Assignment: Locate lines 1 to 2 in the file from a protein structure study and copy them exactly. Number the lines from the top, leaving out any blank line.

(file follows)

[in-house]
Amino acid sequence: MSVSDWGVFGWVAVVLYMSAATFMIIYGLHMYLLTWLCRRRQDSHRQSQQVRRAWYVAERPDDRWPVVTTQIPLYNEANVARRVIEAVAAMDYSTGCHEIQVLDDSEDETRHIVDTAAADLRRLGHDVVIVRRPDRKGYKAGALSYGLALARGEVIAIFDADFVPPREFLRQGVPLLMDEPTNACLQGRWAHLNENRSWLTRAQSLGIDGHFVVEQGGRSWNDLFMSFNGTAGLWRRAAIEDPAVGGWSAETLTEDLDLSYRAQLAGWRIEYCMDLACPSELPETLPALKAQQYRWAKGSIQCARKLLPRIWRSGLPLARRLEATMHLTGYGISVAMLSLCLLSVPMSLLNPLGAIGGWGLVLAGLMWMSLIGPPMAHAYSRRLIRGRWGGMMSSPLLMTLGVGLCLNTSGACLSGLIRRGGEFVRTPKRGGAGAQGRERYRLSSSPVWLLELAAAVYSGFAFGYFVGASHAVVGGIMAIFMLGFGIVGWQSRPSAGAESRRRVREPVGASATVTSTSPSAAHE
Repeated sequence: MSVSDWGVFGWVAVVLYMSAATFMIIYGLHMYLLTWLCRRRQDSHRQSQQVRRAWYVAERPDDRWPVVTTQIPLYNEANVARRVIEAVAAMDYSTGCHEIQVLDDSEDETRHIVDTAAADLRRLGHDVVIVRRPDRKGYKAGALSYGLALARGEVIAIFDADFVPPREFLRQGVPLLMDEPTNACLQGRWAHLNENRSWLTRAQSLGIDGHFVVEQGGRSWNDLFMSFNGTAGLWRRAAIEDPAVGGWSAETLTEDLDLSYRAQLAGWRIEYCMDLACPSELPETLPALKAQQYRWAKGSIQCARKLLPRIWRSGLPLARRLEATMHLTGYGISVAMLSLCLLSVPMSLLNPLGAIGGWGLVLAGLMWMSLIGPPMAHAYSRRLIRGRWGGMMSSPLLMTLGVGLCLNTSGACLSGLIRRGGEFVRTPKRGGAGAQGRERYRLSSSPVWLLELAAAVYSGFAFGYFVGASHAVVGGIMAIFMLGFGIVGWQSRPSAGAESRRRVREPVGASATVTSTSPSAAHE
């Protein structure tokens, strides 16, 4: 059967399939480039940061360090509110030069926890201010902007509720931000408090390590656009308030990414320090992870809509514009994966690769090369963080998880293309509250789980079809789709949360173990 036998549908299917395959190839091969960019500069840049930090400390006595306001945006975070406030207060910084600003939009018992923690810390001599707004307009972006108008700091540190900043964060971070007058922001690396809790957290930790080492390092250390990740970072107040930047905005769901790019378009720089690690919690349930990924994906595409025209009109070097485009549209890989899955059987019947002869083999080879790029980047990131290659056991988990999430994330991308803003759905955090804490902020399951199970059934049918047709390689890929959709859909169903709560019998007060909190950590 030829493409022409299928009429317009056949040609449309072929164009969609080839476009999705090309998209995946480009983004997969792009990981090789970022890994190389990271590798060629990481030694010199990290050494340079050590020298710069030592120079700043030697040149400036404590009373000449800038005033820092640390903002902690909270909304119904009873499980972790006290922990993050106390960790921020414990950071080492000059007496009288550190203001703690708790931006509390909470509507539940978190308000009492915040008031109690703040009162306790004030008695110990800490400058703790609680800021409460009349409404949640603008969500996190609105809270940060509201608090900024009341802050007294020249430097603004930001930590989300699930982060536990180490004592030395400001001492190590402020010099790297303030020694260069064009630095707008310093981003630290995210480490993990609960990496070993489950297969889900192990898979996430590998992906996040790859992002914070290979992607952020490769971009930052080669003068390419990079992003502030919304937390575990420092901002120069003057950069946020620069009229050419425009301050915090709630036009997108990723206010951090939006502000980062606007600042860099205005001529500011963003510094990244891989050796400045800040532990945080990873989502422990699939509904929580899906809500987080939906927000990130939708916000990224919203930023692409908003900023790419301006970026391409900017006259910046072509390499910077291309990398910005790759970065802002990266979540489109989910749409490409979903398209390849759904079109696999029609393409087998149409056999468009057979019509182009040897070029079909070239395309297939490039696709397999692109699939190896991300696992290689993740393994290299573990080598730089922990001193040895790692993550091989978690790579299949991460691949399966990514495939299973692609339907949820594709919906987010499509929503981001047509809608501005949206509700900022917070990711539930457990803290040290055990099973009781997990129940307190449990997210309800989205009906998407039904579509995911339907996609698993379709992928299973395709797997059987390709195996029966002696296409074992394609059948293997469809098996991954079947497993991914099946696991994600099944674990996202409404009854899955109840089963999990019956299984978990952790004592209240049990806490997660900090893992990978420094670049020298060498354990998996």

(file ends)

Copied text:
[in-house]
Amino acid sequence: MSVSDWGVFGWVAVVLYMSAATFMIIYGLHMYLLTWLCRRRQDSHRQSQQVRRAWYVAERPDDRWPVVTTQIPLYNEANVARRVIEAVAAMDYSTGCHEIQVLDDSEDETRHIVDTAAADLRRLGHDVVIVRRPDRKGYKAGALSYGLALARGEVIAIFDADFVPPREFLRQGVPLLMDEPTNACLQGRWAHLNENRSWLTRAQSLGIDGHFVVEQGGRSWNDLFMSFNGTAGLWRRAAIEDPAVGGWSAETLTEDLDLSYRAQLAGWRIEYCMDLACPSELPETLPALKAQQYRWAKGSIQCARKLLPRIWRSGLPLARRLEATMHLTGYGISVAMLSLCLLSVPMSLLNPLGAIGGWGLVLAGLMWMSLIGPPMAHAYSRRLIRGRWGGMMSSPLLMTLGVGLCLNTSGACLSGLIRRGGEFVRTPKRGGAGAQGRERYRLSSSPVWLLELAAAVYSGFAFGYFVGASHAVVGGIMAIFMLGFGIVGWQSRPSAGAESRRRVREPVGASATVTSTSPSAAHE